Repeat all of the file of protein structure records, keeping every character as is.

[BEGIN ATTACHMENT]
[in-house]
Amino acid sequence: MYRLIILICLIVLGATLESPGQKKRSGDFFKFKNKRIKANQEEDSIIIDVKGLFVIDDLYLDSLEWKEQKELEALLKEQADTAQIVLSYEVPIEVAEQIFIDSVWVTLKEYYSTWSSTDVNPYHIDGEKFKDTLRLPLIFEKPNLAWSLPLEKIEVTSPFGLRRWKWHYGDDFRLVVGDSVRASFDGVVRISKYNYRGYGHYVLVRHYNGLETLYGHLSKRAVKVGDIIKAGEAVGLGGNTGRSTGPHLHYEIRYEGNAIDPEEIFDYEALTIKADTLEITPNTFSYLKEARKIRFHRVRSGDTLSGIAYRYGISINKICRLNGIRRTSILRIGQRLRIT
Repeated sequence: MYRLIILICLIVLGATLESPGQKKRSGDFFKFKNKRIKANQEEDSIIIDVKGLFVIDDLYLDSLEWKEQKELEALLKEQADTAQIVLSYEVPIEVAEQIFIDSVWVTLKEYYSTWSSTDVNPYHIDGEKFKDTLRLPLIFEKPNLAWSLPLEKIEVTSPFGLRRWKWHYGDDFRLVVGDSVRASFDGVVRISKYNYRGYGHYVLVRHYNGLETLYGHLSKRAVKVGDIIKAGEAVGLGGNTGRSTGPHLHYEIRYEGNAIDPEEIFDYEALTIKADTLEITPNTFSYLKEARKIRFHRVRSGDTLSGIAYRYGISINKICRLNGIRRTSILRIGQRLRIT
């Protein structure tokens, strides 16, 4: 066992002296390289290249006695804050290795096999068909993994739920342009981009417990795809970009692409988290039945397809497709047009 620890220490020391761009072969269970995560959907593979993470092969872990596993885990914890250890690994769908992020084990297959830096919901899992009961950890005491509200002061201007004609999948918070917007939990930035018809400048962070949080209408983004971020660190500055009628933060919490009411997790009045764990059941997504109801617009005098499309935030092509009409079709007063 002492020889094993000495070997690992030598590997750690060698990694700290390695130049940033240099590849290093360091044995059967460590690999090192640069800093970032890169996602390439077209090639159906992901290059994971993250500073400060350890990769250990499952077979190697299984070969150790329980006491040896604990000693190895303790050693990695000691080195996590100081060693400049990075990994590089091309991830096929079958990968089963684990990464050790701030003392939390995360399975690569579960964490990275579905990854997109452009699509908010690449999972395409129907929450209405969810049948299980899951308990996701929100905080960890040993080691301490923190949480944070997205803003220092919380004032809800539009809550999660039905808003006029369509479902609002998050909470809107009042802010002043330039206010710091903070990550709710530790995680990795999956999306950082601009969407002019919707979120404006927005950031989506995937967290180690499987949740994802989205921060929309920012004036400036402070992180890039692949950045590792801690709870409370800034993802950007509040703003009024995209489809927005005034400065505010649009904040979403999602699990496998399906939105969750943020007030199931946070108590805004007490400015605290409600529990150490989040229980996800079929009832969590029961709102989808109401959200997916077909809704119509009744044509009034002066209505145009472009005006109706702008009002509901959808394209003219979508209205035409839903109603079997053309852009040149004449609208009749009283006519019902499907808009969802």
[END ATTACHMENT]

[in-house]
Amino acid sequence: MYRLIILICLIVLGATLESPGQKKRSGDFFKFKNKRIKANQEEDSIIIDVKGLFVIDDLYLDSLEWKEQKELEALLKEQADTAQIVLSYEVPIEVAEQIFIDSVWVTLKEYYSTWSSTDVNPYHIDGEKFKDTLRLPLIFEKPNLAWSLPLEKIEVTSPFGLRRWKWHYGDDFRLVVGDSVRASFDGVVRISKYNYRGYGHYVLVRHYNGLETLYGHLSKRAVKVGDIIKAGEAVGLGGNTGRSTGPHLHYEIRYEGNAIDPEEIFDYEALTIKADTLEITPNTFSYLKEARKIRFHRVRSGDTLSGIAYRYGISINKICRLNGIRRTSILRIGQRLRIT
Repeated sequence: MYRLIILICLIVLGATLESPGQKKRSGDFFKFKNKRIKANQEEDSIIIDVKGLFVIDDLYLDSLEWKEQKELEALLKEQADTAQIVLSYEVPIEVAEQIFIDSVWVTLKEYYSTWSSTDVNPYHIDGEKFKDTLRLPLIFEKPNLAWSLPLEKIEVTSPFGLRRWKWHYGDDFRLVVGDSVRASFDGVVRISKYNYRGYGHYVLVRHYNGLETLYGHLSKRAVKVGDIIKAGEAVGLGGNTGRSTGPHLHYEIRYEGNAIDPEEIFDYEALTIKADTLEITPNTFSYLKEARKIRFHRVRSGDTLSGIAYRYGISINKICRLNGIRRTSILRIGQRLRIT
């Protein structure tokens, strides 16, 4: 066992002296390289290249006695804050290795096999068909993994739920342009981009417990795809970009692409988290039945397809497709047009 620890220490020391761009072969269970995560959907593979993470092969872990596993885990914890250890690994769908992020084990297959830096919901899992009961950890005491509200002061201007004609999948918070917007939990930035018809400048962070949080209408983004971020660190500055009628933060919490009411997790009045764990059941997504109801617009005098499309935030092509009409079709007063 002492020889094993000495070997690992030598590997750690060698990694700290390695130049940033240099590849290093360091044995059967460590690999090192640069800093970032890169996602390439077209090639159906992901290059994971993250500073400060350890990769250990499952077979190697299984070969150790329980006491040896604990000693190895303790050693990695000691080195996590100081060693400049990075990994590089091309991830096929079958990968089963684990990464050790701030003392939390995360399975690569579960964490990275579905990854997109452009699509908010690449999972395409129907929450209405969810049948299980899951308990996701929100905080960890040993080691301490923190949480944070997205803003220092919380004032809800539009809550999660039905808003006029369509479902609002998050909470809107009042802010002043330039206010710091903070990550709710530790995680990795999956999306950082601009969407002019919707979120404006927005950031989506995937967290180690499987949740994802989205921060929309920012004036400036402070992180890039692949950045590792801690709870409370800034993802950007509040703003009024995209489809927005005034400065505010649009904040979403999602699990496998399906939105969750943020007030199931946070108590805004007490400015605290409600529990150490989040229980996800079929009832969590029961709102989808109401959200997916077909809704119509009744044509009034002066209505145009472009005006109706702008009002509901959808394209003219979508209205035409839903109603079997053309852009040149004449609208009749009283006519019902499907808009969802």